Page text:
Best Need for Speed Games, All 23 Ranked

Which Need for Speed Game Makes the Podium?

Need for Speed Unbound has brought the series back into the spotlight after Ghost Games’ three games starting with much lambasted Need for Speed 2015, but where does it fit amongst the rest of the series? Here’s our ranking of the 23 best Need for Speed games.

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23. Need for Speed: Undercover

undercover key art
Image Source: EA Blockbox

Undercover tried to focus on the battle between cops and racers, adding huge highway networks to an already large map. However, it was one of the most boring games in the series, with most of the events being uninspired and the world being empty. On top of that, it suffered from horrible tech issues at launch that made it unplayable for a lot of people.

22. Need for Speed Payback

nfs payback image art
Image Source: EA Ghost Games

Payback was generally fun to play, with one of the most varied maps the series had seen in a long time, but it was let down by a few crucial things.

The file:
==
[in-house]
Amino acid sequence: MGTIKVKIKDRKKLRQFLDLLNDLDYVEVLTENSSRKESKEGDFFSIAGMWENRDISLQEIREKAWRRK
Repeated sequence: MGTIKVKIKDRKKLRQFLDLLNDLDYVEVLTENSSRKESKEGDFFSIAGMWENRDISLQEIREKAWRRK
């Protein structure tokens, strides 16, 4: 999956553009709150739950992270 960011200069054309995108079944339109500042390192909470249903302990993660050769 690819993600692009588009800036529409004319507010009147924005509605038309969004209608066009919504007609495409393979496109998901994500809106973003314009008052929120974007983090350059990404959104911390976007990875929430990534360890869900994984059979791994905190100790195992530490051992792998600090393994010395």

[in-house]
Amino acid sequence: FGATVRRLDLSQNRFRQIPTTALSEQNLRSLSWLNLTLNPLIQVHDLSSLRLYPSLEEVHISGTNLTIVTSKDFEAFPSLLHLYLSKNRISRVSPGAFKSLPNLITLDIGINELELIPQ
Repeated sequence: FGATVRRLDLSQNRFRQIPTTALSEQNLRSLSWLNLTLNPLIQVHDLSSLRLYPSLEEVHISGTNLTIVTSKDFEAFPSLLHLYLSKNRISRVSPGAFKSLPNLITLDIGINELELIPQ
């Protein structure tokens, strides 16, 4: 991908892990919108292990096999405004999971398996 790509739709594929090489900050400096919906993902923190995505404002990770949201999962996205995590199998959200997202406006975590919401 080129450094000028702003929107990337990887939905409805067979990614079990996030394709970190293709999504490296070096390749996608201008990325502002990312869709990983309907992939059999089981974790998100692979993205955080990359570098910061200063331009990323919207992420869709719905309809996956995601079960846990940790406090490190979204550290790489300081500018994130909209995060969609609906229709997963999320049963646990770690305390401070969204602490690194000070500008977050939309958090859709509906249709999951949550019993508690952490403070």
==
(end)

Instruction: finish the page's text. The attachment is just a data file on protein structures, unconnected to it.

The first letdown was the story, which tried and failed to be an action-packed, Fast and Furious style action flick. The worst aspect though, was the awful use of microtransactions.

If you wanted to upgrade your car at a good rate, you’d have to spend real-world money, and in-game upgrades were left entirely down to luck, pushing you towards spending your real-world money. These two main issues made Payback an absolute chore to play.

21. Need for Speed: Nitro

nfs nitro game title art
Image Source: EA Montreal

Nitro was a Nintendo exclusive, coming to the Wii and DS only and being aimed at the younger racing game fan. The actual action was quite good, but it severely lacked the amount of content that earlier games in the series had. More tracks and cars were needed to make it worth switching platforms for.

20. Need for Speed (2015)

need for speed 2015 image art
Image Source: Ghost Games

Ghost Games’ 2015 reboot of the series was another entry in which the bad outweighed the good. It feels good to play and the night-only setting was beautiful, but it was held back by an online-only requirement, boring events, a horribly cheesy live-action story, and some frustrating bugs. There were some positives that were taken forward, but it’s an entry best forgotten now.

19. Need for Speed: The Run

the run need for speed image art
Image Source: EA Black Box

The Run was quite the change for the series, opting for a linear story approach to the campaign rather than an open world. You would take part in individual races across the US and a story played between each event.